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Wilds crisis is contrived

Environmental extremists who falsely claim that they are saving our natural resources "for" people in reality are using every devious argument imaginable to keep access to natural resources (including scenic ones) from people. First they argued that wildlife "would not cross roads." That argument won't stand up to the light of close scrutiny. They are now claiming (Deseret News, Feb. 8) that roads cause "accelerating soil erosion, contributing to landslides and disrupting normal flood cycles," which "takes a toll on wildlife habitat, especially of troubled salmon and trout species that rely on cold clear water in national forest streams."

This is another contrived crisis designed to drive the engine of nature worshipers. While some ruts may develop if roads are used heavily during rainy periods, the majority of roads are not major contributors to erosion (certainly not on the scale of the Babbit-induced flash flood on the Colorado). As for the claims of ill effects upon fisheries, we are bordering upon fantasy. Landslides? Please.The real thrust of the Clinton-Gore "budget plan" for Forest Service road work is that it "would triple the mileage of roads to be obliterated and replanted from 1,200 miles to 3,500 miles next year." What environmentalists are shooting for is to keep as many people away from public lands as possible. No roads, no harvest and, in reality, no management. Let the insects destroy the forests, they do not care. Let lightning fires burn the forest, it will grow back (in a hundred years). Let nature take its course, is their philosophy. Don't let hunters harvest big game animals humanely, let wolves rip them to shreds.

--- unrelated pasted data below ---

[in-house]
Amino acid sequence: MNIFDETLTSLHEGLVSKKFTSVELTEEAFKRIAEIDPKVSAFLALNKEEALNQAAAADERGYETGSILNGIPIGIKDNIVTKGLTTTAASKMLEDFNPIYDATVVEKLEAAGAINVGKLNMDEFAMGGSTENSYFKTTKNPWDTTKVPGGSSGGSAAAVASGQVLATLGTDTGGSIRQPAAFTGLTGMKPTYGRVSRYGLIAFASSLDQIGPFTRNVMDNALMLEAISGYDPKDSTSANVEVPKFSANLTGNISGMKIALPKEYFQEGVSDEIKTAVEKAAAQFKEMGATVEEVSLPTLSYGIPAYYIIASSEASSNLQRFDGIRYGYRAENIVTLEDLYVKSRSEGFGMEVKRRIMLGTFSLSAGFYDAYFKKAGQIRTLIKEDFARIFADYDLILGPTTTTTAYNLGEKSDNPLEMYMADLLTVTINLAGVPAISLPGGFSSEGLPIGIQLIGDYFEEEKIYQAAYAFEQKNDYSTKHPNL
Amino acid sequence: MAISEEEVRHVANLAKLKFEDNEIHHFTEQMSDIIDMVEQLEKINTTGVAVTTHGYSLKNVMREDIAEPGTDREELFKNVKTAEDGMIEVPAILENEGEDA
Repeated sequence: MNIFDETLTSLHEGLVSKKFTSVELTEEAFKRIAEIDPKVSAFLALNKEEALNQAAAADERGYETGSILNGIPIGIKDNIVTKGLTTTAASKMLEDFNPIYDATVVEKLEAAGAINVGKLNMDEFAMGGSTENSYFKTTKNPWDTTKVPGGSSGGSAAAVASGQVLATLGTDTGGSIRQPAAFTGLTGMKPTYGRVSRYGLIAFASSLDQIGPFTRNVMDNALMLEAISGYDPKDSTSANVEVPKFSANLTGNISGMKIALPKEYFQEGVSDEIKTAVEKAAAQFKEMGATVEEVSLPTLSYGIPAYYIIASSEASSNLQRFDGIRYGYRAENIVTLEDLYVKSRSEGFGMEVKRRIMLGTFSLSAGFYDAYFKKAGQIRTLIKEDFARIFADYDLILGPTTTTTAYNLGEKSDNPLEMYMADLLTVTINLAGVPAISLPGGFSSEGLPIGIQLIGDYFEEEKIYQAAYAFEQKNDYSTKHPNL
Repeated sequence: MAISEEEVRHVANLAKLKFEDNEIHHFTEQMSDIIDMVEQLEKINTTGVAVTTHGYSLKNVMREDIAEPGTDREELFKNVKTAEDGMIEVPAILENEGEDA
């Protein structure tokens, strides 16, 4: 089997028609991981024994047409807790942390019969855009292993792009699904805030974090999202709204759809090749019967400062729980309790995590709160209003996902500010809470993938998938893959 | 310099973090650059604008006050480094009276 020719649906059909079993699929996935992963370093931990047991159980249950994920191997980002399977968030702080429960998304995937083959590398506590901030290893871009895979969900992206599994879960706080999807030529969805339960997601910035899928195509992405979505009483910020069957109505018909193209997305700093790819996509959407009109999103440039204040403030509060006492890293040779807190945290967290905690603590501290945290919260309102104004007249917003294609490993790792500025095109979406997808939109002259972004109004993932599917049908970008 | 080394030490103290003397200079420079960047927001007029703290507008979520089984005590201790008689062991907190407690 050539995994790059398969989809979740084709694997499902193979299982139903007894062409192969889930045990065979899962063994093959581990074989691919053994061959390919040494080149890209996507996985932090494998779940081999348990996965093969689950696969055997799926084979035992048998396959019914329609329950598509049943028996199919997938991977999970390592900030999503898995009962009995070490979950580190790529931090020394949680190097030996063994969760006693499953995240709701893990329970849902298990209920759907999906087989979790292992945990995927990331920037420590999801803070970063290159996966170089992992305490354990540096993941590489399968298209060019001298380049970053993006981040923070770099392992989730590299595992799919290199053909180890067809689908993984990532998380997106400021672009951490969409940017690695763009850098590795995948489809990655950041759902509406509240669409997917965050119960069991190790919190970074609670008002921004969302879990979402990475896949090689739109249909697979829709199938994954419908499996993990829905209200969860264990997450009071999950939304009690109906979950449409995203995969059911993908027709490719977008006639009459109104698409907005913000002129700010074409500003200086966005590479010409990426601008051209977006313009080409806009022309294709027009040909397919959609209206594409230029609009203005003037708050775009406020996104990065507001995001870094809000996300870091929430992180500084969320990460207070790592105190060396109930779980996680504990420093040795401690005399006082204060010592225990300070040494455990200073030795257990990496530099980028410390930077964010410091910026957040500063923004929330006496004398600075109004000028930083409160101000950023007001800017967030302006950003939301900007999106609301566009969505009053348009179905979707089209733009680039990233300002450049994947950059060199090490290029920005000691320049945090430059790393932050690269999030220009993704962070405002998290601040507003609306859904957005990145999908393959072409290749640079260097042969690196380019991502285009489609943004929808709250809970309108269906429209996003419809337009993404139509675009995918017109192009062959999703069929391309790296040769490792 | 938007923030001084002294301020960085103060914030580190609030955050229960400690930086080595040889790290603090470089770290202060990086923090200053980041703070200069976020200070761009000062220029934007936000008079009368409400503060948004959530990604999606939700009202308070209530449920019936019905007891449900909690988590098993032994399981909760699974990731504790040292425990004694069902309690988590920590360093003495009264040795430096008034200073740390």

Unless more teachers, as well as those in higher academe, grasp the reality of the need for good natural resource "management," I fear we will continue down the path of politically correct foolishness.

Tanner Hall

Springville